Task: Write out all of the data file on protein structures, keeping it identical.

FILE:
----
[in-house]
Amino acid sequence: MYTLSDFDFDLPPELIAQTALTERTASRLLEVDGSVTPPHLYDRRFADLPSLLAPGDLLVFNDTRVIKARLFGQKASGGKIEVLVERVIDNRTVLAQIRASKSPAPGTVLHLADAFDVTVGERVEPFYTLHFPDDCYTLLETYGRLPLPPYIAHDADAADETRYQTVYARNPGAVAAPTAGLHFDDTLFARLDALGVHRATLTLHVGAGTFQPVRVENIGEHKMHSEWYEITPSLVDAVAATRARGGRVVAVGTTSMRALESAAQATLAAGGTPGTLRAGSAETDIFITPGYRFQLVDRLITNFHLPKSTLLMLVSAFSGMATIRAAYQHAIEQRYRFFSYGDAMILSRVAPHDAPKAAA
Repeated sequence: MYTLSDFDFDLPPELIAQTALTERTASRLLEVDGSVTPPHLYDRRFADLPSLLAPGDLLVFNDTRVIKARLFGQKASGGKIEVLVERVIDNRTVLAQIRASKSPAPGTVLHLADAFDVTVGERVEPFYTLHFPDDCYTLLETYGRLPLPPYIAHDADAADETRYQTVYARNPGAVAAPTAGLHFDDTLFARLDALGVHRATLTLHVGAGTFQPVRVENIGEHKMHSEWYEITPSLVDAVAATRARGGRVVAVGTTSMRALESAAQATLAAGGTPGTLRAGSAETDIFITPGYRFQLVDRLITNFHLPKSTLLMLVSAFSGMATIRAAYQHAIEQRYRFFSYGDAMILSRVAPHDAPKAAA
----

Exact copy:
[in-house]
Amino acid sequence: MYTLSDFDFDLPPELIAQTALTERTASRLLEVDGSVTPPHLYDRRFADLPSLLAPGDLLVFNDTRVIKARLFGQKASGGKIEVLVERVIDNRTVLAQIRASKSPAPGTVLHLADAFDVTVGERVEPFYTLHFPDDCYTLLETYGRLPLPPYIAHDADAADETRYQTVYARNPGAVAAPTAGLHFDDTLFARLDALGVHRATLTLHVGAGTFQPVRVENIGEHKMHSEWYEITPSLVDAVAATRARGGRVVAVGTTSMRALESAAQATLAAGGTPGTLRAGSAETDIFITPGYRFQLVDRLITNFHLPKSTLLMLVSAFSGMATIRAAYQHAIEQRYRFFSYGDAMILSRVAPHDAPKAAA
Repeated sequence: MYTLSDFDFDLPPELIAQTALTERTASRLLEVDGSVTPPHLYDRRFADLPSLLAPGDLLVFNDTRVIKARLFGQKASGGKIEVLVERVIDNRTVLAQIRASKSPAPGTVLHLADAFDVTVGERVEPFYTLHFPDDCYTLLETYGRLPLPPYIAHDADAADETRYQTVYARNPGAVAAPTAGLHFDDTLFARLDALGVHRATLTLHVGAGTFQPVRVENIGEHKMHSEWYEITPSLVDAVAATRARGGRVVAVGTTSMRALESAAQATLAAGGTPGTLRAGSAETDIFITPGYRFQLVDRLITNFHLPKSTLLMLVSAFSGMATIRAAYQHAIEQRYRFFSYGDAMILSRVAPHDAPKAAA